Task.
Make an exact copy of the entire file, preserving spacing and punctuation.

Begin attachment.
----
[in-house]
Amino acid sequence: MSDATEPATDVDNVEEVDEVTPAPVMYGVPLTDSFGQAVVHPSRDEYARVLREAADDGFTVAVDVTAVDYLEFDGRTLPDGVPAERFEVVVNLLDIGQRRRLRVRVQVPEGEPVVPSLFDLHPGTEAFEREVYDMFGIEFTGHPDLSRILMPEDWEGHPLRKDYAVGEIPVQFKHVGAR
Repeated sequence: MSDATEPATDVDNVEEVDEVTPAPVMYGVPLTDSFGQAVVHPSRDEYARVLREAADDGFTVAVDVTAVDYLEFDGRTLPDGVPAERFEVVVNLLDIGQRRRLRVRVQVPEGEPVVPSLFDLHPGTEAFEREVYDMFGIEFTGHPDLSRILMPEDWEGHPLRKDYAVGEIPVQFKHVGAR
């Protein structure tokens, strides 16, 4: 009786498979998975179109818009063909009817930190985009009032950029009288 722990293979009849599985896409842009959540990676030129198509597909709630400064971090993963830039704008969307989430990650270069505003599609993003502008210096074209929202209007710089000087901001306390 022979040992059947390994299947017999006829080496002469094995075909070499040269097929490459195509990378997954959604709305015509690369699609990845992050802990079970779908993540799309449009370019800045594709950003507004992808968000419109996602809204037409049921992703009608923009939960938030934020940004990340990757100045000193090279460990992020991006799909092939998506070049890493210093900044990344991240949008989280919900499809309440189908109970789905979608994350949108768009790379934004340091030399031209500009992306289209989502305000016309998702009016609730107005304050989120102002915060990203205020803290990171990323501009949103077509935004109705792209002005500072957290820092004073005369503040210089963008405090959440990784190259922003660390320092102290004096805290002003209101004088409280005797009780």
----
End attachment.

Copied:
[in-house]
Amino acid sequence: MSDATEPATDVDNVEEVDEVTPAPVMYGVPLTDSFGQAVVHPSRDEYARVLREAADDGFTVAVDVTAVDYLEFDGRTLPDGVPAERFEVVVNLLDIGQRRRLRVRVQVPEGEPVVPSLFDLHPGTEAFEREVYDMFGIEFTGHPDLSRILMPEDWEGHPLRKDYAVGEIPVQFKHVGAR
Repeated sequence: MSDATEPATDVDNVEEVDEVTPAPVMYGVPLTDSFGQAVVHPSRDEYARVLREAADDGFTVAVDVTAVDYLEFDGRTLPDGVPAERFEVVVNLLDIGQRRRLRVRVQVPEGEPVVPSLFDLHPGTEAFEREVYDMFGIEFTGHPDLSRILMPEDWEGHPLRKDYAVGEIPVQFKHVGAR
């Protein structure tokens, strides 16, 4: 009786498979998975179109818009063909009817930190985009009032950029009288 722990293979009849599985896409842009959540990676030129198509597909709630400064971090993963830039704008969307989430990650270069505003599609993003502008210096074209929202209007710089000087901001306390 022979040992059947390994299947017999006829080496002469094995075909070499040269097929490459195509990378997954959604709305015509690369699609990845992050802990079970779908993540799309449009370019800045594709950003507004992808968000419109996602809204037409049921992703009608923009939960938030934020940004990340990757100045000193090279460990992020991006799909092939998506070049890493210093900044990344991240949008989280919900499809309440189908109970789905979608994350949108768009790379934004340091030399031209500009992306289209989502305000016309998702009016609730107005304050989120102002915060990203205020803290990171990323501009949103077509935004109705792209002005500072957290820092004073005369503040210089963008405090959440990784190259922003660390320092102290004096805290002003209101004088409280005797009780």